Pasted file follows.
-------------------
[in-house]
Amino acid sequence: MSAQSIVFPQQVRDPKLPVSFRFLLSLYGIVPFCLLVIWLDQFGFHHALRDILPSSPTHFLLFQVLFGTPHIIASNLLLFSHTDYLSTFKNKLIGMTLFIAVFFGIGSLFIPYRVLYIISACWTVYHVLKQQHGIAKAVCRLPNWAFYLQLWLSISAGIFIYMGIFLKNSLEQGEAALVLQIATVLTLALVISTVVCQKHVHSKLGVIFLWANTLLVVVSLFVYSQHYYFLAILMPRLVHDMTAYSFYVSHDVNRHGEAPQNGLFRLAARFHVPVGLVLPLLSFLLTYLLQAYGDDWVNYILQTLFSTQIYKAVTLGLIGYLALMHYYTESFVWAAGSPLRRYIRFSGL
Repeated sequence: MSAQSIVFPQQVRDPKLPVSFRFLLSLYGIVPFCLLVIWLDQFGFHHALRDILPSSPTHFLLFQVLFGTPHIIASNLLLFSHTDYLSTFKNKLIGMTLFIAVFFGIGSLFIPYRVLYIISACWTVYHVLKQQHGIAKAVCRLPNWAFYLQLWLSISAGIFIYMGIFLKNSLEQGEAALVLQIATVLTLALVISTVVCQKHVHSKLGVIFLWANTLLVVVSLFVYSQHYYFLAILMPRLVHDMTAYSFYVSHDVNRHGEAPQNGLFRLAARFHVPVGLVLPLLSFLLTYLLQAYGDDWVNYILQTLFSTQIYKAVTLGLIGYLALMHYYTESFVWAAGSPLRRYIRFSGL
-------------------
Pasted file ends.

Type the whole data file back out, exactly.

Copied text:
[in-house]
Amino acid sequence: MSAQSIVFPQQVRDPKLPVSFRFLLSLYGIVPFCLLVIWLDQFGFHHALRDILPSSPTHFLLFQVLFGTPHIIASNLLLFSHTDYLSTFKNKLIGMTLFIAVFFGIGSLFIPYRVLYIISACWTVYHVLKQQHGIAKAVCRLPNWAFYLQLWLSISAGIFIYMGIFLKNSLEQGEAALVLQIATVLTLALVISTVVCQKHVHSKLGVIFLWANTLLVVVSLFVYSQHYYFLAILMPRLVHDMTAYSFYVSHDVNRHGEAPQNGLFRLAARFHVPVGLVLPLLSFLLTYLLQAYGDDWVNYILQTLFSTQIYKAVTLGLIGYLALMHYYTESFVWAAGSPLRRYIRFSGL
Repeated sequence: MSAQSIVFPQQVRDPKLPVSFRFLLSLYGIVPFCLLVIWLDQFGFHHALRDILPSSPTHFLLFQVLFGTPHIIASNLLLFSHTDYLSTFKNKLIGMTLFIAVFFGIGSLFIPYRVLYIISACWTVYHVLKQQHGIAKAVCRLPNWAFYLQLWLSISAGIFIYMGIFLKNSLEQGEAALVLQIATVLTLALVISTVVCQKHVHSKLGVIFLWANTLLVVVSLFVYSQHYYFLAILMPRLVHDMTAYSFYVSHDVNRHGEAPQNGLFRLAARFHVPVGLVLPLLSFLLTYLLQAYGDDWVNYILQTLFSTQIYKAVTLGLIGYLALMHYYTESFVWAAGSPLRRYIRFSGL